Happy Hump Day Everyone!!! We’re half way there! I know that the oh, so wise elderly advise you not to wish your life away, but I can’t help but to live for the weekends! 😉
I took yesterday off (as many of you may have noticed) from both working out and blogging. I was DEAD BEAT. I was tired the very minute I crawled out of bed, and it never eased up. Usually when I wake up tired, it simply takes getting up and moving around to make me fell alert and active. This was not the case yesterday. Guess that 9 mile run on Monday took more out of me than I thought.
Today was a pretty usual Wednesday. I taught the kiddies about producers, consumers, and decomposers. We also practiced our division. Did you know that 35 divided by 5 equals 458?!?!?!? I’ll be re-teaching this lesson tomorrow ;)
Anywho, I’m back and ready to roll! This evening, Larry and I are planning a 5.38 mile run. Our schedules don’t typically allow us to work out together anymore, so I’m super excited! I don’t think he’s as eager to run the distance as I am, but it will be nice to spend the time together 😉
I did a little research after my last long run to see what could be causing my knees and hips to ache right around mile seven. Besides the obvious pounding of joints for nine miles, here’s what I discovered.
- Increasing your mileage too quickly can cause knee pain. It is easier on the joints if you gradually increase your mileage by 10% each week. I dropped the ball on that one. I went from running approximately 10 miles a week to a total of 20 miles last week!!! That’s a 100% increase! No wonder my knees are hurting!
- Runner’s Knee is one of the most common overuse running injuries. It is described a dull, aching pain under and around the front of the kneecap. It is also often painful to walk down stairs, kneel, squat, or sit with your knees bent for a long period of time. It can be caused by any of the following variables.
- Malalignment of the kneecap
- Complete or partial dislocation
- Excessive training or overuse
- Tightness, imbalance, or weakness of thigh muscles
- Flat feet
- Because women have wider hips, they are more likely to suffer from Runner’s Knee. Go figure, right!!! (No pun intended) Because of these lovely lady lumps, ladies, we have greater angling of the thighbone to the knee, which puts the kneecap under more stress.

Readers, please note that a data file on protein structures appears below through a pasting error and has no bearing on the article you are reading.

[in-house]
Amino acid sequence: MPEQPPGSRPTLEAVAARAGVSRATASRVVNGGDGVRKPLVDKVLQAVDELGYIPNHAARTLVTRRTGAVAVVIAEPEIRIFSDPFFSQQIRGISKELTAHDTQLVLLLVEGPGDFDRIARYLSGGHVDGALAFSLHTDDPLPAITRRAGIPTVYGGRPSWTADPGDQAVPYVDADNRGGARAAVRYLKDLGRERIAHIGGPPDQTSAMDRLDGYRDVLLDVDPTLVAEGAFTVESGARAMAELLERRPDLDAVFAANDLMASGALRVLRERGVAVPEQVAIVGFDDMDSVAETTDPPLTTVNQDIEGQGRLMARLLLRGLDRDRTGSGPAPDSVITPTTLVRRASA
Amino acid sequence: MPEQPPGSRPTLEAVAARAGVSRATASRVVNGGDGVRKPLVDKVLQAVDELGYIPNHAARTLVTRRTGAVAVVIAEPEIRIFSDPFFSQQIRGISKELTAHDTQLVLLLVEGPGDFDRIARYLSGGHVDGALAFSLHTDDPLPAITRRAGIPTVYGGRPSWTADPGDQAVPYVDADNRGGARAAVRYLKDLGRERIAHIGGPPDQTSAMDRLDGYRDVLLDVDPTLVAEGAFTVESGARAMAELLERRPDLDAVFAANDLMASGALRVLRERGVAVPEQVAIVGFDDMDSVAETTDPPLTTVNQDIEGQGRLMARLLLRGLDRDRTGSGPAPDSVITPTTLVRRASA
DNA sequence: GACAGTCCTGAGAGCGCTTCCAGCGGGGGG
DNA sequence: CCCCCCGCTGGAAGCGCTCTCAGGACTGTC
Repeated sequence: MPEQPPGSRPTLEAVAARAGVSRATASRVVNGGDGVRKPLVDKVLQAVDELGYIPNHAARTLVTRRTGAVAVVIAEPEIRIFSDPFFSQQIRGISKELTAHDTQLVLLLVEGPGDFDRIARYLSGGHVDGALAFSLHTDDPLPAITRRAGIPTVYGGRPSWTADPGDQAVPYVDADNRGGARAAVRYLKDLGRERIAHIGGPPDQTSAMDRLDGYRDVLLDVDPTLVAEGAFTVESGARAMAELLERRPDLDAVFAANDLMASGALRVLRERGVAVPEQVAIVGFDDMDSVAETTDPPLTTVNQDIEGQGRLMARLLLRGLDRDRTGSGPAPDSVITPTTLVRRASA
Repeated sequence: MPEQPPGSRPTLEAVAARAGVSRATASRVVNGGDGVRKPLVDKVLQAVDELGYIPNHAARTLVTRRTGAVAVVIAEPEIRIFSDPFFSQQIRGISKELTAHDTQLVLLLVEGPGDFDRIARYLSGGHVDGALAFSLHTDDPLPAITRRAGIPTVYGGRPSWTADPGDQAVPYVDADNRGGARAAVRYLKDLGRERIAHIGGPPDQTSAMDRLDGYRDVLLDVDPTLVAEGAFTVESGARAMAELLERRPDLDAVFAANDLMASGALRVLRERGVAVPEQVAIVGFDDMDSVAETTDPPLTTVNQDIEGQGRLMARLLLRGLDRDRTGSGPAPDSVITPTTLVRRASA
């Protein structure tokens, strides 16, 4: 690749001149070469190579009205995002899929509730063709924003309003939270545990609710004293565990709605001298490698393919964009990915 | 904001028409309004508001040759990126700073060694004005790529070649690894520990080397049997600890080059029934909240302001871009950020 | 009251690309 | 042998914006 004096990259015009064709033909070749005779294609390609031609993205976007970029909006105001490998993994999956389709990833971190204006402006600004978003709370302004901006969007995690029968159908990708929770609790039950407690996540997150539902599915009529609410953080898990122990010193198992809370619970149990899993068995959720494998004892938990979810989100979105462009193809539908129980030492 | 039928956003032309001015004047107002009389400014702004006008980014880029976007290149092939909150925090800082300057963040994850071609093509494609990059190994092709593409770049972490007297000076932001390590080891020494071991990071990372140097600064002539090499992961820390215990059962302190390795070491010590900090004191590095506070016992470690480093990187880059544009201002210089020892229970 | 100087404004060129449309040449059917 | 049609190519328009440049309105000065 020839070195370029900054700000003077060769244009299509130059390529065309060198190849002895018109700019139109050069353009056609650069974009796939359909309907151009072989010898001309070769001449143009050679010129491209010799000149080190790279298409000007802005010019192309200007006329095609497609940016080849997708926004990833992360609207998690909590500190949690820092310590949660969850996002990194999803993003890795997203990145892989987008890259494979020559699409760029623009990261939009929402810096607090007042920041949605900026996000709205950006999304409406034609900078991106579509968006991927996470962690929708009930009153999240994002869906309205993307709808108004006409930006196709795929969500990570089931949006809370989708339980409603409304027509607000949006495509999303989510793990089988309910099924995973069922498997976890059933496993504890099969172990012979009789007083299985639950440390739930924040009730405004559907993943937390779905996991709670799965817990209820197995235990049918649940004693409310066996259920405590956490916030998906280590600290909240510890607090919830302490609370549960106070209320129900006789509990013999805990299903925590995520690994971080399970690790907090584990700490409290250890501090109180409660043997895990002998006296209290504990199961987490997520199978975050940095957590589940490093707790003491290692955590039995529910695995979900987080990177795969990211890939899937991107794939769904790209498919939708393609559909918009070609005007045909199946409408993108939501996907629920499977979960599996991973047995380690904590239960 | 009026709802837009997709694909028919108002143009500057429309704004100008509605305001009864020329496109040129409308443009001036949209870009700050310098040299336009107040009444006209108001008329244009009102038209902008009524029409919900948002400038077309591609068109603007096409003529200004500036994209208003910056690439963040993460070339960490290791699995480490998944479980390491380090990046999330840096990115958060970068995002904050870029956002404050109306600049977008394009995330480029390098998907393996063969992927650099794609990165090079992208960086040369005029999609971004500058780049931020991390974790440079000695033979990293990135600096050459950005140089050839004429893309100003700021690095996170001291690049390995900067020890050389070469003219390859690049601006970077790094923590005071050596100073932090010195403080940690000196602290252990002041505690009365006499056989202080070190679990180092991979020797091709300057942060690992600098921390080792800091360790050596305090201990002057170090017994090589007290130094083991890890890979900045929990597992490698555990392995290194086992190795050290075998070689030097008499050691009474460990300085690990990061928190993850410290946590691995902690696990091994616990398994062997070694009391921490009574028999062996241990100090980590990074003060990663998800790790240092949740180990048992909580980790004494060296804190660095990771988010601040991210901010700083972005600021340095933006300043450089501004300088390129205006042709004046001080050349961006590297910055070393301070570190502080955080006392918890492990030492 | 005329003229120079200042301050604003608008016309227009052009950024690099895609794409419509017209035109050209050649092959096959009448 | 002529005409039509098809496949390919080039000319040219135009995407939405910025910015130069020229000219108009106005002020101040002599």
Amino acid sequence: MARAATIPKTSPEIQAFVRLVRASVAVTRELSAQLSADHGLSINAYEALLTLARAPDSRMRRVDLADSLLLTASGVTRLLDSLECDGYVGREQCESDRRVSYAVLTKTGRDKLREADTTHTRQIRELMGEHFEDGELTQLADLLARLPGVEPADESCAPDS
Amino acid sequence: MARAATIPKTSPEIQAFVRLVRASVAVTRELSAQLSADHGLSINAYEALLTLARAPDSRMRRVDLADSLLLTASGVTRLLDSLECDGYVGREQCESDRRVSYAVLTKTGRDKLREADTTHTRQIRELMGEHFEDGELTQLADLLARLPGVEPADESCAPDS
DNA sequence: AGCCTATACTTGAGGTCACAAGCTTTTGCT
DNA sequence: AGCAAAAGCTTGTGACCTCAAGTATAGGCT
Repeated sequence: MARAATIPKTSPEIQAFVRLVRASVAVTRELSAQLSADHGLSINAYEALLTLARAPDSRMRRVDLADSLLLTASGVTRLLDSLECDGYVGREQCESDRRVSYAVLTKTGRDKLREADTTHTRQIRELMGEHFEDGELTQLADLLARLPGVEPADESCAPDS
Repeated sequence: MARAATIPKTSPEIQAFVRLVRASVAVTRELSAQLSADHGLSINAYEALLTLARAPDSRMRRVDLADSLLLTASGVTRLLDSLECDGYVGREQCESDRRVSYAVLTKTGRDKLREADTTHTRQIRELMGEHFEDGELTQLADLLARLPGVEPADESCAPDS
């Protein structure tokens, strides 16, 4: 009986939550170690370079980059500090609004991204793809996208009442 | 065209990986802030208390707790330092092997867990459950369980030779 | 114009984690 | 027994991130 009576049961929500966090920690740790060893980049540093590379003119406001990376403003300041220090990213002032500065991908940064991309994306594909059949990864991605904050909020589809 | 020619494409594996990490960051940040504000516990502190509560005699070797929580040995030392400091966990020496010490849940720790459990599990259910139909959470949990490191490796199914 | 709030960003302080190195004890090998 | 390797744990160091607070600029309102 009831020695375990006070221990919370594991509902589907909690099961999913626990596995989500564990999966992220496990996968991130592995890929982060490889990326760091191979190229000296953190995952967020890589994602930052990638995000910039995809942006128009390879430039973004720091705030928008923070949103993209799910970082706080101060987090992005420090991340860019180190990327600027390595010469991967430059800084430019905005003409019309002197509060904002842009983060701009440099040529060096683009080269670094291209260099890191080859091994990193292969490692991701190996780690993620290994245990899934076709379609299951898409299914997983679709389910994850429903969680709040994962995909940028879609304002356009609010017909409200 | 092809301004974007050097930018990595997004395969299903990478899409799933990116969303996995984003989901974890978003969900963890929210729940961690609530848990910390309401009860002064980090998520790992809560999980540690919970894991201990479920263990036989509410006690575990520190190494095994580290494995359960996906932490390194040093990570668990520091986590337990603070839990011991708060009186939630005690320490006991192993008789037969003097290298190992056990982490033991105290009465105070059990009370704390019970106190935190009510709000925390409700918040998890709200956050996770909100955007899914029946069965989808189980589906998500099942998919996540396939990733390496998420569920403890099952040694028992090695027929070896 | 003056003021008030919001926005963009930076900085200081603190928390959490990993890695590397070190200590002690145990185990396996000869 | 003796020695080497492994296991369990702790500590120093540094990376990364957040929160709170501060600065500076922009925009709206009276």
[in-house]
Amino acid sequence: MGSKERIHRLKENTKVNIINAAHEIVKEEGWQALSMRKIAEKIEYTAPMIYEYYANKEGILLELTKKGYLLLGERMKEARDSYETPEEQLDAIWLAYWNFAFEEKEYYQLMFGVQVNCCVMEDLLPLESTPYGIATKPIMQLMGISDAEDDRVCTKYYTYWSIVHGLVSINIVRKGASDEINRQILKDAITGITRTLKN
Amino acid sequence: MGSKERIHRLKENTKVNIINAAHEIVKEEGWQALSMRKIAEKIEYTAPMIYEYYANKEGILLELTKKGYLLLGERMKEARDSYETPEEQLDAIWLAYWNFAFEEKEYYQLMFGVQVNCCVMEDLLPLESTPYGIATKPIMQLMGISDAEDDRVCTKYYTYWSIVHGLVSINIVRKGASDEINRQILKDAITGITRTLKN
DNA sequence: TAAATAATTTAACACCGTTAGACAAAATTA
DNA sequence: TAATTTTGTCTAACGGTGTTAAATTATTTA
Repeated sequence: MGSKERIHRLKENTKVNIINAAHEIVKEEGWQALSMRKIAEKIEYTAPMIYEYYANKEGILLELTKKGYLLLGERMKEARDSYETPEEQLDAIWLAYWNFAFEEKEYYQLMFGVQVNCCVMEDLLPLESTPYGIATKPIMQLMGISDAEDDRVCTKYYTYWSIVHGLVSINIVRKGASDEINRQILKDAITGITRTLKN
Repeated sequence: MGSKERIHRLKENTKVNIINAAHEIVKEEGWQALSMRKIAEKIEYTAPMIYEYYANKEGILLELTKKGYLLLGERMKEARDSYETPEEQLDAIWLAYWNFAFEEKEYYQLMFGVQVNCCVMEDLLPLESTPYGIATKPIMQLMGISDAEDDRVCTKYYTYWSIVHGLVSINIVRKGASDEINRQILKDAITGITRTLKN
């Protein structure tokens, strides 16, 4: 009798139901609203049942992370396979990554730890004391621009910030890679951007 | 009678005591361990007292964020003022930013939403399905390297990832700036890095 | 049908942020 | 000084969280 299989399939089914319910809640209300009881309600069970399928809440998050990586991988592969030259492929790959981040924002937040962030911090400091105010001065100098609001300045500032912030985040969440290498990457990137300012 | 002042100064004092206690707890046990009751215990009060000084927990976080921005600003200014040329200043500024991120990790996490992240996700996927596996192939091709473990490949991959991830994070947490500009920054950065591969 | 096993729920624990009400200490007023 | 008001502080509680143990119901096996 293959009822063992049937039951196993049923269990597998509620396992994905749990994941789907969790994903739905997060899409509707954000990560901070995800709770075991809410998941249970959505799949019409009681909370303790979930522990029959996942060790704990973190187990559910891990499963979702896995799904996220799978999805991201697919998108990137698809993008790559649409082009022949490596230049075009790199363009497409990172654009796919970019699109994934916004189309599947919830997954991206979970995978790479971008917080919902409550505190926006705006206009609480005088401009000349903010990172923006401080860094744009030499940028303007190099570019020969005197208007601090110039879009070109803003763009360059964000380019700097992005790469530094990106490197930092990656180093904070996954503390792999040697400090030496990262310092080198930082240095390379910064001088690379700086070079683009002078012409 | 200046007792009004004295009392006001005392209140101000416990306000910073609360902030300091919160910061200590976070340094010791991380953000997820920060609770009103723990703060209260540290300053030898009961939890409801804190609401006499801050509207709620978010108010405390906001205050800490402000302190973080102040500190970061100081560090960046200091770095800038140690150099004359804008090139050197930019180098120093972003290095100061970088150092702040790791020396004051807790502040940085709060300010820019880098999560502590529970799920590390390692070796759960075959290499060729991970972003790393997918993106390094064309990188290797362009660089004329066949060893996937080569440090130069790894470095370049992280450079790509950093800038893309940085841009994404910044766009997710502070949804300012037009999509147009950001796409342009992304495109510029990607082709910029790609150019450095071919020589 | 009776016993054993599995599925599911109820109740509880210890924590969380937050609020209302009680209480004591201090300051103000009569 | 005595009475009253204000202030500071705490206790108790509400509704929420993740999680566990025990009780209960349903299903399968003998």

- Strengthening your core and leg muscles can reduce Runner’s Knee and alleviate pain in the hips.
So it is safe to say that for me, I have a case of Runner’s Knee that is caused by: 1) increasing mileage too quickly, 2) excessive training too quickly, 3) tight muscles, 4) weak core and leg muscles, and 5) my child birthin’ hips 😉
To alleviate this pain and prevent future pain, I need to back off the mileage for a while, stretch more frequently, and improve my strength training routine.
Although I’ve always known that having strong core and leg muscles helps build running strength, I’ve never been consistent with strength training.
I am a bit of a cardio junkie. I feel like if I am not sweating, and I’m not out of breath, then it is not a workout. I like to feel my heart pumping hard and my lungs expanding rapidly. I like to feel the sweat drip off my forehead.
Because of this, strength training typically goes to the wayside.
If I want to become a better runner I must add more strength training to my workouts. Beginning tomorrow, I will try to follow a workout schedule that balances three to four days of running with two to three days of full body strength training and core work. From this moment on, I pledge to be a cardio junkie no more!!!
How do you balance cardio, strength training, stretching, and core work???